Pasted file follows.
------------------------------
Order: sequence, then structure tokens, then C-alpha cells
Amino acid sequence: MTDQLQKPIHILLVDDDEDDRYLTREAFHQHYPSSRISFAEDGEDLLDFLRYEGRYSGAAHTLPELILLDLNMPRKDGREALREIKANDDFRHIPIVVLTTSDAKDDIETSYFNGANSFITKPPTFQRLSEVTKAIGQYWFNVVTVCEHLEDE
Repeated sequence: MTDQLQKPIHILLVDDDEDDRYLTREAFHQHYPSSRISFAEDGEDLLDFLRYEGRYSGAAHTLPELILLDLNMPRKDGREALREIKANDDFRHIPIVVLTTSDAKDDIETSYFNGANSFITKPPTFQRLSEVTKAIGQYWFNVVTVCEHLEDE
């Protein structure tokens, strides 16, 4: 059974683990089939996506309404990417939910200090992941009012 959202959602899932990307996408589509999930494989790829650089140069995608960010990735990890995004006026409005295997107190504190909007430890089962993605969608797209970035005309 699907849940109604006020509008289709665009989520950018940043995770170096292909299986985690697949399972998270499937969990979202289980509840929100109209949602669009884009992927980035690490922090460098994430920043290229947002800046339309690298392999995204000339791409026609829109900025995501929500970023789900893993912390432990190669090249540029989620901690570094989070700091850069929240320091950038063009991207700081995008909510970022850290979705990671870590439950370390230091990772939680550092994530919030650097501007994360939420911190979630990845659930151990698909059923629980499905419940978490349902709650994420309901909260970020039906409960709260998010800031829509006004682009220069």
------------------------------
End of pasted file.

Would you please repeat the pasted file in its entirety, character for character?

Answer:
Order: sequence, then structure tokens, then C-alpha cells
Amino acid sequence: MTDQLQKPIHILLVDDDEDDRYLTREAFHQHYPSSRISFAEDGEDLLDFLRYEGRYSGAAHTLPELILLDLNMPRKDGREALREIKANDDFRHIPIVVLTTSDAKDDIETSYFNGANSFITKPPTFQRLSEVTKAIGQYWFNVVTVCEHLEDE
Repeated sequence: MTDQLQKPIHILLVDDDEDDRYLTREAFHQHYPSSRISFAEDGEDLLDFLRYEGRYSGAAHTLPELILLDLNMPRKDGREALREIKANDDFRHIPIVVLTTSDAKDDIETSYFNGANSFITKPPTFQRLSEVTKAIGQYWFNVVTVCEHLEDE
């Protein structure tokens, strides 16, 4: 059974683990089939996506309404990417939910200090992941009012 959202959602899932990307996408589509999930494989790829650089140069995608960010990735990890995004006026409005295997107190504190909007430890089962993605969608797209970035005309 699907849940109604006020509008289709665009989520950018940043995770170096292909299986985690697949399972998270499937969990979202289980509840929100109209949602669009884009992927980035690490922090460098994430920043290229947002800046339309690298392999995204000339791409026609829109900025995501929500970023789900893993912390432990190669090249540029989620901690570094989070700091850069929240320091950038063009991207700081995008909510970022850290979705990671870590439950370390230091990772939680550092994530919030650097501007994360939420911190979630990845659930151990698909059923629980499905419940978490349902709650994420309901909260970020039906409960709260998010800031829509006004682009220069």